The perfection of Ridley Scott’s PROMETHEUS is matched only by its absurdity. The ALIEN director is unclouded by conscience, remorse, and delusions of originality when it comes to revisiting a legacy he helped create.
Indeed, PROMETHEUS hits more beats from sequels like ALIEN RESURRECTION and (gasp) ALIEN VS. PREDATOR than fans of the xenomorphic franchise can stomach (pun intended). Scott’s latest epic presents a mysterious pyramid hiding lethal secrets, shows the caesarean removal of an alien pregnancy by high-tech salad tongs, has supervisors monitoring video feeds from companions’ helmet cams, and features another artificial person with an ambiguous agenda. Said synthetic even swishes a basketball like Ellen Ripley’s misbegotten clone. And this time there’s not one but two reanimated severed heads: Hello, Bishop!
Oh, and there’s more flamethrowers.
Fortunately, most of the action occurs on the titular ship, or is centered on H.R. Giger’s memorable “space jockey” set, like the one that had Tom Skerritt’s
The year is 2093. Dr. Elizabeth Shaw (Noomi Rapace) and archeologist boyfriend Charlie (Logan Marshall-Green) hope to find Man’s origins on a distant world shown in old cave paintings, but other scientists aboard Prometheus aren’t so sure. Especially Meredith Vickers (Charlize Theron), a sexy-but-serious executive assigned to the intergalactic vessel to safeguard Weyland’s trillion-dollar investment. And whose daddy issues run more deeply even than Shaw's.
The intrepid explorers might find what they’re looking for on the strange planet. We know going in they’re going to find something they’re not looking for.
An immense, hollow dome is littered with the corpses of space jockeys. The results of a gross-out alien autopsy suggests their
ours; humanity likely derived from the dead moon-hoppers. But what killed them?
A damp, gloomy inner sanctum houses hundreds of knee-high vases, all forebodingly arranged like the face-hugger pods from ALIEN. All it takes is one accidental touch from an unwitting visitor (or several deliberate touches from a Machiavellian shipmate) to set in motion a horrific chain of events that eventually—and quite literally—births the movie monster series we know and love.
The film kicks in high gear after a gruesome emergency operation in a coffin-like medical capsule. There’s a confrontation with a cosmic cobra and a tryst with a tentacled terror with more on its parasitic mind than just breakfast. The surviving Prometheus personnel scurry to stop a malevolent contagion from spreading, possibly to Earth.
Meanwhile, inquisitive android David (Michael Fassbender) grapples with the meaning (if any) of his soul-less existence. Wouldn’t it piss you off to think you’re nothing more than another appliance on a rocket full of fancy toys?
A crucifix necklace and ring serve as vestiges of faith in a nightmarish network of catacombs where Divine Creation is brushed aside along with Darwinism. And if those symbols don’t steel your nerves, Prometheus also boasts a Christmas tree, a Rubik’s Cube that doubles as a video projector, and an accordion once owned by Stephen Stills.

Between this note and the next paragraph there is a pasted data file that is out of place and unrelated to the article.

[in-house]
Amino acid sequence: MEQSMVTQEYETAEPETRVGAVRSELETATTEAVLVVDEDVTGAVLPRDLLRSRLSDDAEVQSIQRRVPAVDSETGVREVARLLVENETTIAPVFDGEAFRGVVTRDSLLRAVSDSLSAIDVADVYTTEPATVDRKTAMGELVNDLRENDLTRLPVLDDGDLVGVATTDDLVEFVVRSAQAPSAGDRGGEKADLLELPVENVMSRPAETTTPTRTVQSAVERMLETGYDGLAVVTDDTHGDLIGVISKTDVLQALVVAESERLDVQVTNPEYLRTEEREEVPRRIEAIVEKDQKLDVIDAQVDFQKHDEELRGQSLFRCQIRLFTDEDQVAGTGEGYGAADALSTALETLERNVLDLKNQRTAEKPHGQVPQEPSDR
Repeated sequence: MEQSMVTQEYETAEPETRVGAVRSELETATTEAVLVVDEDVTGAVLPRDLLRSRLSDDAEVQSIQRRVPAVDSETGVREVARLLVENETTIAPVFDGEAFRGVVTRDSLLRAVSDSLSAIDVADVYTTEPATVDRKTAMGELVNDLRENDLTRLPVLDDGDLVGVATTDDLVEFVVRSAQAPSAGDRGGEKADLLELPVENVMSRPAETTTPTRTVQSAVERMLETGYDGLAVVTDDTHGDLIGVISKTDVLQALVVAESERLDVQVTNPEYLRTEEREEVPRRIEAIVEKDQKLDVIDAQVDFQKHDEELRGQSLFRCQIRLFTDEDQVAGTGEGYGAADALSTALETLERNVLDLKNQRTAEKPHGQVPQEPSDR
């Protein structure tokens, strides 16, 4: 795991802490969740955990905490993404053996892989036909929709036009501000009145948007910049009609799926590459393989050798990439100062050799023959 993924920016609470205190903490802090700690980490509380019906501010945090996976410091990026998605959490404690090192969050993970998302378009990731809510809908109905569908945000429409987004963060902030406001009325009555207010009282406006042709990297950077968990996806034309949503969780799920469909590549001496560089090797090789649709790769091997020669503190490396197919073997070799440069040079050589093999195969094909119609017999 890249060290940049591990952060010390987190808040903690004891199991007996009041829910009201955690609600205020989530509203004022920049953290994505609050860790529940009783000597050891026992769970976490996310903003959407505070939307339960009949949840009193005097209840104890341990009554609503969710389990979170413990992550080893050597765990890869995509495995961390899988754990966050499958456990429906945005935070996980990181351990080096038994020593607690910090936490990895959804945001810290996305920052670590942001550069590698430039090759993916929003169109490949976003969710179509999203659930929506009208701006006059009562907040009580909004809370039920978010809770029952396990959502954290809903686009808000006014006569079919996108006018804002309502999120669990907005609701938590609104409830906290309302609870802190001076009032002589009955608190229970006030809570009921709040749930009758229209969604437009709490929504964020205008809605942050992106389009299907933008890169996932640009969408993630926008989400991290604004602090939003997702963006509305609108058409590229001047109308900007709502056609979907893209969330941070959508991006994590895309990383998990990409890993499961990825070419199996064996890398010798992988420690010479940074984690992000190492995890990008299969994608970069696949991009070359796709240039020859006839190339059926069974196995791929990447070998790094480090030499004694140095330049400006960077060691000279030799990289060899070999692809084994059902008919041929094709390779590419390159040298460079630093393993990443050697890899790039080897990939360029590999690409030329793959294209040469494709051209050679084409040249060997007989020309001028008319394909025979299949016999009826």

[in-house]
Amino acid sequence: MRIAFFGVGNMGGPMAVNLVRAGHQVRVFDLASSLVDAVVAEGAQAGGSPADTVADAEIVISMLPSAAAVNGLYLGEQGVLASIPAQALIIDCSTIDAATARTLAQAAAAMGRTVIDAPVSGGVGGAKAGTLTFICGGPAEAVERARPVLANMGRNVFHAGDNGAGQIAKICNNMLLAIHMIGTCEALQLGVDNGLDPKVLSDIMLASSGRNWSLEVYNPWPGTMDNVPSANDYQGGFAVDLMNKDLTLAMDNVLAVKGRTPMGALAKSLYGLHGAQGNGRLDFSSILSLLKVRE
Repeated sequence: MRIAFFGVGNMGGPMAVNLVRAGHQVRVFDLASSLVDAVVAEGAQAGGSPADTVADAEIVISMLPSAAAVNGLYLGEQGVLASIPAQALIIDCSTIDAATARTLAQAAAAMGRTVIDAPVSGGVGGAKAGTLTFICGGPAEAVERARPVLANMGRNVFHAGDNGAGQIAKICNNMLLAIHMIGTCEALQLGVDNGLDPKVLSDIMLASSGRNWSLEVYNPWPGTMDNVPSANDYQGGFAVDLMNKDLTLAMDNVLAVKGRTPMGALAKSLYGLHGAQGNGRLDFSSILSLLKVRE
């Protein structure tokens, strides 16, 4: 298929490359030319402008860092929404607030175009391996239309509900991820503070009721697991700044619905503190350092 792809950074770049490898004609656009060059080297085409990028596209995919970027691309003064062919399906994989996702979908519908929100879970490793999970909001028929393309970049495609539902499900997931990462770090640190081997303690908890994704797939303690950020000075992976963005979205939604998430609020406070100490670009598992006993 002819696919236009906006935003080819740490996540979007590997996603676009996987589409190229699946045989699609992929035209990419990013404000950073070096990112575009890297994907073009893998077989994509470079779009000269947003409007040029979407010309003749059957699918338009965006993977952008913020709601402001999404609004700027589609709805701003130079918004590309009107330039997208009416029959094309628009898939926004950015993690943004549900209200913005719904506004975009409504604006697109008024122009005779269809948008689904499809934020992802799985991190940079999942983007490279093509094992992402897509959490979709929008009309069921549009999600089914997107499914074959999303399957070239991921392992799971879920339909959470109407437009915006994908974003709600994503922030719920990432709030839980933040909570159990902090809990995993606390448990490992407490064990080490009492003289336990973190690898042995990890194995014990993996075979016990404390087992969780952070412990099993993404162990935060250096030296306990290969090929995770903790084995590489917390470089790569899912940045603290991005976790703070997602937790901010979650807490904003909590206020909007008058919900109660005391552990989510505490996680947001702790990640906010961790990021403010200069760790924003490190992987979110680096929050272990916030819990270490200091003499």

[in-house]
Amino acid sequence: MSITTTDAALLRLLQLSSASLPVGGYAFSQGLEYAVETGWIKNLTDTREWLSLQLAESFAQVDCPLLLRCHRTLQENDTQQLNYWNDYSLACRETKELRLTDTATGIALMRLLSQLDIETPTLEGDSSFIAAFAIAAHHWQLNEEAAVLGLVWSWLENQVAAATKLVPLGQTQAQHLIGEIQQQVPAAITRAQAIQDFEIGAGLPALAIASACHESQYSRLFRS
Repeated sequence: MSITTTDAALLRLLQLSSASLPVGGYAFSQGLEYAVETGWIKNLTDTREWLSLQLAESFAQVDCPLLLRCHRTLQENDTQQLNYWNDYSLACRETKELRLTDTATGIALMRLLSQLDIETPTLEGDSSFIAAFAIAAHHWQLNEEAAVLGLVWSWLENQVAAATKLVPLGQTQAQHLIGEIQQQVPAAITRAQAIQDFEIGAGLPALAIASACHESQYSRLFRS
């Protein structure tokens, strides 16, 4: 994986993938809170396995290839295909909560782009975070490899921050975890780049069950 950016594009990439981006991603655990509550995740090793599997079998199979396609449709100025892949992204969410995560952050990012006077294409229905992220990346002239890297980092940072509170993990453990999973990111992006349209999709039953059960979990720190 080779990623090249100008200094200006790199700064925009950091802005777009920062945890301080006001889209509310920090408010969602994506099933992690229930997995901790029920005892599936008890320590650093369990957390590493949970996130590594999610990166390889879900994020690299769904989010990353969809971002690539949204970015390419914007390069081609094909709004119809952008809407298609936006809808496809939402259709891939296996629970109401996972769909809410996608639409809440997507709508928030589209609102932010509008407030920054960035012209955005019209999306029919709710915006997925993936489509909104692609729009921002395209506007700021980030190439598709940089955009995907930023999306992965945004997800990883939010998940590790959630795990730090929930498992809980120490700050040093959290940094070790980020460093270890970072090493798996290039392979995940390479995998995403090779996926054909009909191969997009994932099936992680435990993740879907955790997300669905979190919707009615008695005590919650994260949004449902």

The special effects are superlative, even if the ship displays look like they were stolen from THE AVENGERS’ Helicarrier. LED displays on translucent (or nonexistent) screens cast the same familiar blue glow we see on hardware in most contemporary sci-fi pictures. Haunting holographic videos of long-dead humanoids—cleverly projected in Pointillism—amp the suspense and offset the buckets of traditional blood and guts. The 3-D is put to further use by a couple floating spheres that survey the gooey tunnels with crimson lasers. Their geologist owner calls them “pups,” but they’re more like mechanical canaries in a coal mine. The titles reveal the word PROMETHEUS one alphabetic notch at a time until the letters are apparent, recalling ALIEN’s unique hieroglyph. The cinematography by PIRATES OF THE CARIBBEAN ace Dariusz Wolksi is top-notch, but Marc Streitenfeld’s score doesn’t hold a candle (or flamethrower) to Jerry Goldsmith’s beautifully eerie themes.
Rapace is a modern-day Ripley, a petite firecracker who leaves no man behind. But it’s Theron and Fassbender who chew up the scenery. Theron’s project coordinator is a wolf in sheep’s clothing, a suit who gradually drops her guard and entertains clear-headed Captain Janek’s (Idris Elba) propositions. Fassbender’s synthetic is a fastidious Felix who dusts the ship and babysits humans during their two-year hyper-sleep. His identity crisis parallels that of the hero in LAWRENCE OF ARABIA, which the robot watches in a rec room (and whose handsome protagonist inspires his new haircut).
For all the big questions it raises, PROMETHEUS doesn’t capture that magical spark—that potent mix of marvel and shock—that captivated audiences thirty-three years ago. Despite all the aural and visual pizzazz, it’s an overly complicated affair that won’t give audiences the same bump-in-the-night chills ALIEN caused a generation ago.
In fairness, Ridley isn’t entirely to blame. The script was written by John Spaihts and Damon Lindelof (Lost), a pair of Scott aficionados who trade slasher simplicity for highbrow horror. They muddle through it, only to send folks home with a disappointing sense of déjà vu rather than the kind of post-traumatic cinema stress that gets people talking. The film works well as a stand-alone late night thriller, but it’s difficult (if not impossible) to absorb while trying to pretend ALIEN doesn’t exist, or that the fate of the Nostromo isn’t somehow connected to the Prometheus pandemonium.
The film is likewise burdened with Boba Fett Syndrome. Seems the more one learns about enigmatic peripheral characters (like the
WARS bounty hunter or ALIEN’s space jockey), the less cool they are.
Some stones just aren’t meant for turning. 2 ½ stars.
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